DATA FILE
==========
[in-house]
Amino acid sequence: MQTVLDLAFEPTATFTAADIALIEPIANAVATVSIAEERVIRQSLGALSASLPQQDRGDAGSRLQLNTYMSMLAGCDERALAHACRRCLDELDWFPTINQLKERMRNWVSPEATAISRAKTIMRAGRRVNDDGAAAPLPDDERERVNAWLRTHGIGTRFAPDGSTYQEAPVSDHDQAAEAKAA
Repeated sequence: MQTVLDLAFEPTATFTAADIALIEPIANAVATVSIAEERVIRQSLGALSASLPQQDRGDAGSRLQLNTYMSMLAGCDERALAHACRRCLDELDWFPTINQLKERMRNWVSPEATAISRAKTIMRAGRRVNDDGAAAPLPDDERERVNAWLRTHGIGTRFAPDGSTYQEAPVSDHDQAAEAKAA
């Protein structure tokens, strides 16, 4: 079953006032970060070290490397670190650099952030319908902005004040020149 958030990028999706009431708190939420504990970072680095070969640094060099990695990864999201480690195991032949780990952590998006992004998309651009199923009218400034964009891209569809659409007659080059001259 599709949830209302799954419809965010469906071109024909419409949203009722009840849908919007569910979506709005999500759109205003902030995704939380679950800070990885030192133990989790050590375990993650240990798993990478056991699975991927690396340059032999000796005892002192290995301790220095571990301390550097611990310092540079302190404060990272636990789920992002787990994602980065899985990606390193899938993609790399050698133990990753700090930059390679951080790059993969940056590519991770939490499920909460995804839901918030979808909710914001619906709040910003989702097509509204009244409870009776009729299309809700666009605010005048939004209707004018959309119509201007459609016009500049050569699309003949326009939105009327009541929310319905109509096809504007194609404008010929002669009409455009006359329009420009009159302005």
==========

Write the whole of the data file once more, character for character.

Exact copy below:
[in-house]
Amino acid sequence: MQTVLDLAFEPTATFTAADIALIEPIANAVATVSIAEERVIRQSLGALSASLPQQDRGDAGSRLQLNTYMSMLAGCDERALAHACRRCLDELDWFPTINQLKERMRNWVSPEATAISRAKTIMRAGRRVNDDGAAAPLPDDERERVNAWLRTHGIGTRFAPDGSTYQEAPVSDHDQAAEAKAA
Repeated sequence: MQTVLDLAFEPTATFTAADIALIEPIANAVATVSIAEERVIRQSLGALSASLPQQDRGDAGSRLQLNTYMSMLAGCDERALAHACRRCLDELDWFPTINQLKERMRNWVSPEATAISRAKTIMRAGRRVNDDGAAAPLPDDERERVNAWLRTHGIGTRFAPDGSTYQEAPVSDHDQAAEAKAA
């Protein structure tokens, strides 16, 4: 079953006032970060070290490397670190650099952030319908902005004040020149 958030990028999706009431708190939420504990970072680095070969640094060099990695990864999201480690195991032949780990952590998006992004998309651009199923009218400034964009891209569809659409007659080059001259 599709949830209302799954419809965010469906071109024909419409949203009722009840849908919007569910979506709005999500759109205003902030995704939380679950800070990885030192133990989790050590375990993650240990798993990478056991699975991927690396340059032999000796005892002192290995301790220095571990301390550097611990310092540079302190404060990272636990789920992002787990994602980065899985990606390193899938993609790399050698133990990753700090930059390679951080790059993969940056590519991770939490499920909460995804839901918030979808909710914001619906709040910003989702097509509204009244409870009776009729299309809700666009605010005048939004209707004018959309119509201007459609016009500049050569699309003949326009939105009327009541929310319905109509096809504007194609404008010929002669009409455009006359329009420009009159302005």